For your consideration, the Armory ice skating rink story from this week's paper:
By Brendan McHugh
Proposals for the Kingsbridge Armory include everything from a giant church to an arts and crafts market, but a frontrunner for the nine-story building includes a charter school and ice-skating rinks.
|The Kingsbridge Armory - skating rinks?|
Developed by former New York Ranger Mark Messier’s management company, the plan includes year-round indoor rinks and even an outdoor rink during the winter months.
“I think they’re real serious contenders,” Bronx Overall Economic Development Corporation president Marlene Cintron said. “Because they’re not asking for a dime, they have to be seriously considered.”
Jump below for the rest of the story.
The Kingsbridge Armory Task Force, led by Bronx Borough President Ruben Diaz, Jr., spent over a year discussing ideas for the vacant building with various organizations. Last month, they released a 267-page document highlighting the ideas that were presented to them, and now has called on the city to release a new request for proposals to fill the armory.
According to Cintron, there would be public skating time on a daily basis, and the charter school in the armory would have mandatory daily time on the ice.
“The skating rink would be the most formidable,” she said of all the ideas proposed. “It would utilize the complete site for a number of things, including the charter school.” She added that the skating rinks would also meet another demand—fighting childhood obesity.
The report released by the task force doesn’t have updated information about the rink, but Cintron said Messier’s company recently gave her visuals of what they’d create. They include at least six, possibly nine, separate rinks, and a full size sports arena that could be used to house a minor league hockey team or a WNBA team.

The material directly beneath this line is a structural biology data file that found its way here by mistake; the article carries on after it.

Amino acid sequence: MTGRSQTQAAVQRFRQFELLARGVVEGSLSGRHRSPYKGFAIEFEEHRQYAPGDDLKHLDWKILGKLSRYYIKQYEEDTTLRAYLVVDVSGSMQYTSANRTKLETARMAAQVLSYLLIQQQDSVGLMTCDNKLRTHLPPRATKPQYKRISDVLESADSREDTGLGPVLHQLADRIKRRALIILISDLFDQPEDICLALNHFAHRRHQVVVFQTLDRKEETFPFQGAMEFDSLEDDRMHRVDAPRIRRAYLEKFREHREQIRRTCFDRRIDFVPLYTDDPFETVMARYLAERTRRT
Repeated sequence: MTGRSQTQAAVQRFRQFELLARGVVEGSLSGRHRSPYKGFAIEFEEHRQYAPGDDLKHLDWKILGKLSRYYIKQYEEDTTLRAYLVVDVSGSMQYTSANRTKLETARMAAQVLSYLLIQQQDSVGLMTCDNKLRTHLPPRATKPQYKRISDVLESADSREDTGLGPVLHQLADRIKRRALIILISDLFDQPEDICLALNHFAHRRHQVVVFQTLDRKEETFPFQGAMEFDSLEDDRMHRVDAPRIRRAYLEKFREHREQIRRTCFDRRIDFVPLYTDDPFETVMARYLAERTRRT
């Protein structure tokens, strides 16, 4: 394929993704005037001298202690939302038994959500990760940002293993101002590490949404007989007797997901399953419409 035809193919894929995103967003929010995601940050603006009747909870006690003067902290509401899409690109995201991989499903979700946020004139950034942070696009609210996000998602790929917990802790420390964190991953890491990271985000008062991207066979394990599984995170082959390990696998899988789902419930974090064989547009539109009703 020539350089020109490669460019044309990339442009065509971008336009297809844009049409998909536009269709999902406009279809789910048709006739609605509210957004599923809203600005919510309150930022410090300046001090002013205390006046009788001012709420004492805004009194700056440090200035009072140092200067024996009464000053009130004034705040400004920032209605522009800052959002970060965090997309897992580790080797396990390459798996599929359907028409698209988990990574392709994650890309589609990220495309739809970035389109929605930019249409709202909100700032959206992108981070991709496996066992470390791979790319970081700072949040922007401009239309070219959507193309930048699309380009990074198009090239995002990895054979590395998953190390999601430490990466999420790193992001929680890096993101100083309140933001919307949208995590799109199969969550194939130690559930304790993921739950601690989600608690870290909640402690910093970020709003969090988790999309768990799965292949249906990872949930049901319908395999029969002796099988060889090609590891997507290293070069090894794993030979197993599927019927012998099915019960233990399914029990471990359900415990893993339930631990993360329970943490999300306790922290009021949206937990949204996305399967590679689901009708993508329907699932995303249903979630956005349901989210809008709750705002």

In the report, the arena could handle 5,000 to 6,000 seats. The space could also be converted to accommodate religious services, graduations, concerts and other major events.
The city originally tried to allow Related Companies to build a shopping mall at the armory, but in 2009 Diaz pushed the “living wage” issue with the City Council and eventually the council blocked the mall. Diaz also cited that any jobs a retail center brought to the area would be countered with the loss of jobs at Fordham Road.
The multi-rink skating center comes on the heels of a separate skating rink being planned two miles north in Van Cortlandt Park. That rink—only one—has been shrouded in mystery and has caused community residents to question the plan altogether. Planned to be between the Stadium and the No. 1 elevated train at 242nd Street and Broadway, community board members have had to drag information about the rink out of the parks department ever since the beginning of this year when Mayor Bloomberg—surprisingly—announced it in his State of the City speech.
Freedom of Information Law requests have come back with no new information, and even though the city has set a date for an official hearing on the rink—August 8—the parks department continues to delay the release of the final proposal for what the rink will look like.
Community Board 8 is meeting to discuss the rink Wednesday, July 27 at the Riverdale Jewish Center. They may vote on a recommendation to give to the Franchise and Concessions Review Committee, the body that will have the only decisive vote on the plan.